16 January 2014, Sweetcrude, ABUJA – About twenty-three percent of Nigerians still purchase petroleum products above the official pump price, a new poll has found out.
Results of the survey conducted by NOI Polls Limited, a local affiliate of Gallup Polls USA, revealed that the 77% of Nigerians purchased petrol at the official price of N97 in Q4. This was followed by 13% who purchased at N100. However, in total, 23% of Nigerians bought petrol above the official price in Q4.
According to the Fourth Quarter (Q4) results for the Petrol Price Monitoring Polls conducted by NOIPolls, majority of Nigerians (77%) purchased petrol at the official price of N97 and typically buy petrol from major marketer filling stations (69%). In addition, the majority use petrol for both their cars and generators (46%).
The results also show that the majority of the respondents (62%) are not in support of the subsidy removal while 38% are in support.
According to the organisers, “Quarterly results show that there hasn’t been any significant change in the stance of Nigerians about removal of the fuel subsidy. The majority are not in support of the decision to remove the subsidy.”
In January 2012, the Petroleum Products Pricing Regulatroy Agency (PPPRA) along with government announced an increase in the price of petrol from N65 to N141 as a result of the removal of subsidy because over a trillion naira was spent in 2011 on the payment of subsidies. After days of protest by Nigerians led by organised labour and civil societies who were unhappy about the perceived hardship this action would cause Nigerians and the lack of notice by the government to carry out such plans, the government as a stop-gap measure partially removed the subsidy on petrol, thereby bringing the official pump price of petrol to N97.
The purpose of the poll, according to the organisers, is to monitor and analyse the current price and uses of petrol in Nigeria, as well as to measure the perception of Nigerians towards the petrol price differences at various points of sale and the removal of fuel subsidy.
Over 6,000 respondents were interviewed from January-December 2013 and respondents were asked the same ten questions for each monthly poll.
With the aim of identifying the main petrol distributors that Nigerians patronize, respondents to the poll were asked: Where do you mainly buy petrol from? Results reveal that in Q4 the majority (69%) buy petrol from major marketer filling stations. This is followed by 24% who mainly purchase from independent marketer filling stations and 7% who buy from petrol hawkers.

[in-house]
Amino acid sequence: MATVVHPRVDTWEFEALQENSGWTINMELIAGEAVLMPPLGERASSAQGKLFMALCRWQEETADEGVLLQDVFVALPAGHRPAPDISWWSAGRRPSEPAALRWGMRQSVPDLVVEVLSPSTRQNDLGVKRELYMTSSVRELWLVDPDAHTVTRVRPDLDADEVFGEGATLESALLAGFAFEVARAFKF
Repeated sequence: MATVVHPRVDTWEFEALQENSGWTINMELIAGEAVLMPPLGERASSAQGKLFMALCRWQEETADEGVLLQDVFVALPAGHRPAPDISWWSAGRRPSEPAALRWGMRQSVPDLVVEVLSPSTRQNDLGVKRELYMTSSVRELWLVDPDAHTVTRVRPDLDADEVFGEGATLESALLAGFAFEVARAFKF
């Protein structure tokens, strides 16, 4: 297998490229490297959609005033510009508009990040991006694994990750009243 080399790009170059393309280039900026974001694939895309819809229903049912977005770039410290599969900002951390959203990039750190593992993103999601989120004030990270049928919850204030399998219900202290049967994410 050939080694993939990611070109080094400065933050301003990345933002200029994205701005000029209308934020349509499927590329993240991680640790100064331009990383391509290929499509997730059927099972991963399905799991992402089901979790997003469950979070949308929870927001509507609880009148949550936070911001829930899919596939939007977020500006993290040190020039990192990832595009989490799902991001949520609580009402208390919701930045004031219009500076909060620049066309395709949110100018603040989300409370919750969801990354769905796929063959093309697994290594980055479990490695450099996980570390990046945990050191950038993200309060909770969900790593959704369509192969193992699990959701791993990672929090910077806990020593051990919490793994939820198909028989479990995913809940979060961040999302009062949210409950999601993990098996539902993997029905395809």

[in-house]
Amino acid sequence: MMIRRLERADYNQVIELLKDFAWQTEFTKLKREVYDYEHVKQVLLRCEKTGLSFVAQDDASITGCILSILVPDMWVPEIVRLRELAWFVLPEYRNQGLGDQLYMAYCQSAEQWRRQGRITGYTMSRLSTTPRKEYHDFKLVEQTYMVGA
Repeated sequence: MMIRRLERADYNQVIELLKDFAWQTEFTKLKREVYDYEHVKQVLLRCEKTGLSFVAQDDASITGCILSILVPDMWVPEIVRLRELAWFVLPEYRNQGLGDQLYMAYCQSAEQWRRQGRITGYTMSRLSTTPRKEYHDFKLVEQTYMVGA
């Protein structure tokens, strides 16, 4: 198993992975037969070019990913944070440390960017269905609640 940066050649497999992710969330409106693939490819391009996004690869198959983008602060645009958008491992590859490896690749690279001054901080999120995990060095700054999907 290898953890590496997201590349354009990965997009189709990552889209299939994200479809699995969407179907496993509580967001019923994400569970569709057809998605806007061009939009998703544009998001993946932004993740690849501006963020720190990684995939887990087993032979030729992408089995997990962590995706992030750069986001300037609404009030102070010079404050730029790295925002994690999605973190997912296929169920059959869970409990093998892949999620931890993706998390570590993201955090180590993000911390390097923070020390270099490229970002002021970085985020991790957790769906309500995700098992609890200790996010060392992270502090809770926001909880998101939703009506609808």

Analysis of the results by geo-political zones shows that the South-West has the highest percentage of people (78%) purchasing petrol from major marketer filling stations. The South-East zone has the highest percentage purchasing from independent marketer filling stations with 39%, while the North West and North-East zones have the highest percentage of people purchasing from the hawkers with 16% and 15% respectively.
Further analysis by geo-political zones shows that the South-West, North-Central, North East and South-East zones have the highest amount of respondents who bought petrol at N97 with 81% and 80% for the three other zones respectively.
A cumulative look at the prices paid for fuel in the 4th quarter shows that the proportion of respondents that bought at the official price of N97 was highest in November (83%) and this dropped to 75% in December.
When Q4 results are compared with Q3; there was no substantial change; only a 1% decrease in the proportion of respondents that purchases petrol at the official pump price. This indicates that the far-reaching improvement in the availability of petrol first observed in Q3 was sustained in Q4.
With the aim of exploring the perception of Nigerians about the causes of price differences of petrol at the points of sale, the respondents to the poll were asked: What do you think is responsible for the difference in the pump price of petrol across filling stations? The results show that majority (53%) of the respondents blamed the disparity in petrol price on the lack of monitoring of the petrol stations by governments. Furthermore, 27% of the respondents were of the opinion that the petrol stations are hoarding petrol and exploiting the public, while 20% felt that it is because the cost of importing petrol is not the same for all marketers.
Analysis by geo-political zones shows that the North-West and North-Central zones (both 60%) have the highest proportion of respondents who blamed the government for not monitoring the filling stations, while the North-East zone (43%) accounts for the highest proportion of respondents that feel the petrol stations are exploiting people. The South-East has the highest proportion of respondents (31%) that blame the price disparity on the varying cost of importation of petrol.
The monthly results for Q4 show that there was a sharp 15-point decline in November in the proportion of respondents who blamed the government for price disparity and corresponding 13-point increase in those that blame the actual stations for hoarding fuel. Furthermore, in December there was a 15-point increase in the proportion of respondents that think the price disparity observed is because the cost of importation petrol is not the same for all marketers.